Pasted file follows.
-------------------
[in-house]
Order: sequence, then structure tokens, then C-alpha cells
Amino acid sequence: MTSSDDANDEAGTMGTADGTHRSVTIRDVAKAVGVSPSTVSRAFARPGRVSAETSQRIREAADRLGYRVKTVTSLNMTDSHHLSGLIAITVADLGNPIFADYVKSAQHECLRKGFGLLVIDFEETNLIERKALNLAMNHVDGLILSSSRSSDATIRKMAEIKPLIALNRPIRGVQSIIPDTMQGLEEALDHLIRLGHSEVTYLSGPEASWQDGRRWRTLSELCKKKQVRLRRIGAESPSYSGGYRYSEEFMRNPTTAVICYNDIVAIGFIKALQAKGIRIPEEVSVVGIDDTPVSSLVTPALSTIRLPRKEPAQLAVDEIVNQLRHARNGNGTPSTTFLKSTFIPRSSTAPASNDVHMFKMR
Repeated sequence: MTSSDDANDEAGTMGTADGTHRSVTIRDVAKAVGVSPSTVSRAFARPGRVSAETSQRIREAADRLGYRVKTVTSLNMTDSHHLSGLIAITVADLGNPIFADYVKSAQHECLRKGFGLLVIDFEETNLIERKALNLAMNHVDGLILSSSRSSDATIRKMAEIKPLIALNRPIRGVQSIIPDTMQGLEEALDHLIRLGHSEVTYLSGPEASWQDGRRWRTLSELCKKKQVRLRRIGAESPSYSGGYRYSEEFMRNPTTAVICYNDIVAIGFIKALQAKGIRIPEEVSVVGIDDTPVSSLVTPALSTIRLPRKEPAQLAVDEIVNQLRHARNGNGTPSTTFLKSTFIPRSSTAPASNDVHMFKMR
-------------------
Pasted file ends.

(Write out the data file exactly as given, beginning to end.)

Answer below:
[in-house]
Order: sequence, then structure tokens, then C-alpha cells
Amino acid sequence: MTSSDDANDEAGTMGTADGTHRSVTIRDVAKAVGVSPSTVSRAFARPGRVSAETSQRIREAADRLGYRVKTVTSLNMTDSHHLSGLIAITVADLGNPIFADYVKSAQHECLRKGFGLLVIDFEETNLIERKALNLAMNHVDGLILSSSRSSDATIRKMAEIKPLIALNRPIRGVQSIIPDTMQGLEEALDHLIRLGHSEVTYLSGPEASWQDGRRWRTLSELCKKKQVRLRRIGAESPSYSGGYRYSEEFMRNPTTAVICYNDIVAIGFIKALQAKGIRIPEEVSVVGIDDTPVSSLVTPALSTIRLPRKEPAQLAVDEIVNQLRHARNGNGTPSTTFLKSTFIPRSSTAPASNDVHMFKMR
Repeated sequence: MTSSDDANDEAGTMGTADGTHRSVTIRDVAKAVGVSPSTVSRAFARPGRVSAETSQRIREAADRLGYRVKTVTSLNMTDSHHLSGLIAITVADLGNPIFADYVKSAQHECLRKGFGLLVIDFEETNLIERKALNLAMNHVDGLILSSSRSSDATIRKMAEIKPLIALNRPIRGVQSIIPDTMQGLEEALDHLIRLGHSEVTYLSGPEASWQDGRRWRTLSELCKKKQVRLRRIGAESPSYSGGYRYSEEFMRNPTTAVICYNDIVAIGFIKALQAKGIRIPEEVSVVGIDDTPVSSLVTPALSTIRLPRKEPAQLAVDEIVNQLRHARNGNGTPSTTFLKSTFIPRSSTAPASNDVHMFKMR